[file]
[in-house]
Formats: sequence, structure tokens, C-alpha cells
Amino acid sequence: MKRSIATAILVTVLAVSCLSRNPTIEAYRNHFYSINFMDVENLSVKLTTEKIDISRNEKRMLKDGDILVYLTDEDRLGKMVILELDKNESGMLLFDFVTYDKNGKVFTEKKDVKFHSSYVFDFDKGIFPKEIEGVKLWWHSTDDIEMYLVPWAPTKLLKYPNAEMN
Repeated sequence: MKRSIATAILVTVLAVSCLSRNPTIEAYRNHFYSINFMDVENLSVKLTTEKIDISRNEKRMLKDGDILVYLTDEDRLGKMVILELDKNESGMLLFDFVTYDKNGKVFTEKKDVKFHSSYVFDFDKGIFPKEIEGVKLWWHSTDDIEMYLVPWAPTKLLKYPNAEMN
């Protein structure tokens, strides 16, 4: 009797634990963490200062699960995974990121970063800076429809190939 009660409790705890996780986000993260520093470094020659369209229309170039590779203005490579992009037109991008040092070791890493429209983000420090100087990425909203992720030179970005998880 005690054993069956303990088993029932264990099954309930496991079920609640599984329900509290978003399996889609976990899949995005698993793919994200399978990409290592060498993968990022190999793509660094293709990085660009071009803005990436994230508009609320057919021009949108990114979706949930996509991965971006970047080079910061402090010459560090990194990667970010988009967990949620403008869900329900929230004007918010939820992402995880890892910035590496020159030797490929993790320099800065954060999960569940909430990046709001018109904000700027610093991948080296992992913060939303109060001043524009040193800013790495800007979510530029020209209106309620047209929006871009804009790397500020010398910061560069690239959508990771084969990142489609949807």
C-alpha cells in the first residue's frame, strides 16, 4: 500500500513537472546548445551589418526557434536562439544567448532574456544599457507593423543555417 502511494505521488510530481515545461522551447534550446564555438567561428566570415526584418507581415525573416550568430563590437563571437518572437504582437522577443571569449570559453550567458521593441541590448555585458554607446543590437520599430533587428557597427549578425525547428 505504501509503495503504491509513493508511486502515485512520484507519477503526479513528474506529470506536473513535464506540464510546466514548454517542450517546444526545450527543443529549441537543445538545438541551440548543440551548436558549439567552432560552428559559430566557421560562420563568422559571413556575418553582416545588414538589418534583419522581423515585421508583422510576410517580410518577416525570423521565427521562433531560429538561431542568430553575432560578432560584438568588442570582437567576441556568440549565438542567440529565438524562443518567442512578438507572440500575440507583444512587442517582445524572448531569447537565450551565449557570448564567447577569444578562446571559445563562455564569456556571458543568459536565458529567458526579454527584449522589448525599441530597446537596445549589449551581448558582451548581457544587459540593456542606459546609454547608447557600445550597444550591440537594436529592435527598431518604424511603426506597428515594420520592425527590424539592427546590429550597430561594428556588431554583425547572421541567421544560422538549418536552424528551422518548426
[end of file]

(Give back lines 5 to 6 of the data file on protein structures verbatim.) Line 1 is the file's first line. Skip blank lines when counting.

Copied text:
């Protein structure tokens, strides 16, 4: 009797634990963490200062699960995974990121970063800076429809190939 009660409790705890996780986000993260520093470094020659369209229309170039590779203005490579992009037109991008040092070791890493429209983000420090100087990425909203992720030179970005998880 005690054993069956303990088993029932264990099954309930496991079920609640599984329900509290978003399996889609976990899949995005698993793919994200399978990409290592060498993968990022190999793509660094293709990085660009071009803005990436994230508009609320057919021009949108990114979706949930996509991965971006970047080079910061402090010459560090990194990667970010988009967990949620403008869900329900929230004007918010939820992402995880890892910035590496020159030797490929993790320099800065954060999960569940909430990046709001018109904000700027610093991948080296992992913060939303109060001043524009040193800013790495800007979510530029020209209106309620047209929006871009804009790397500020010398910061560069690239959508990771084969990142489609949807």
C-alpha cells in the first residue's frame, strides 16, 4: 500500500513537472546548445551589418526557434536562439544567448532574456544599457507593423543555417 502511494505521488510530481515545461522551447534550446564555438567561428566570415526584418507581415525573416550568430563590437563571437518572437504582437522577443571569449570559453550567458521593441541590448555585458554607446543590437520599430533587428557597427549578425525547428 505504501509503495503504491509513493508511486502515485512520484507519477503526479513528474506529470506536473513535464506540464510546466514548454517542450517546444526545450527543443529549441537543445538545438541551440548543440551548436558549439567552432560552428559559430566557421560562420563568422559571413556575418553582416545588414538589418534583419522581423515585421508583422510576410517580410518577416525570423521565427521562433531560429538561431542568430553575432560578432560584438568588442570582437567576441556568440549565438542567440529565438524562443518567442512578438507572440500575440507583444512587442517582445524572448531569447537565450551565449557570448564567447577569444578562446571559445563562455564569456556571458543568459536565458529567458526579454527584449522589448525599441530597446537596445549589449551581448558582451548581457544587459540593456542606459546609454547608447557600445550597444550591440537594436529592435527598431518604424511603426506597428515594420520592425527590424539592427546590429550597430561594428556588431554583425547572421541567421544560422538549418536552424528551422518548426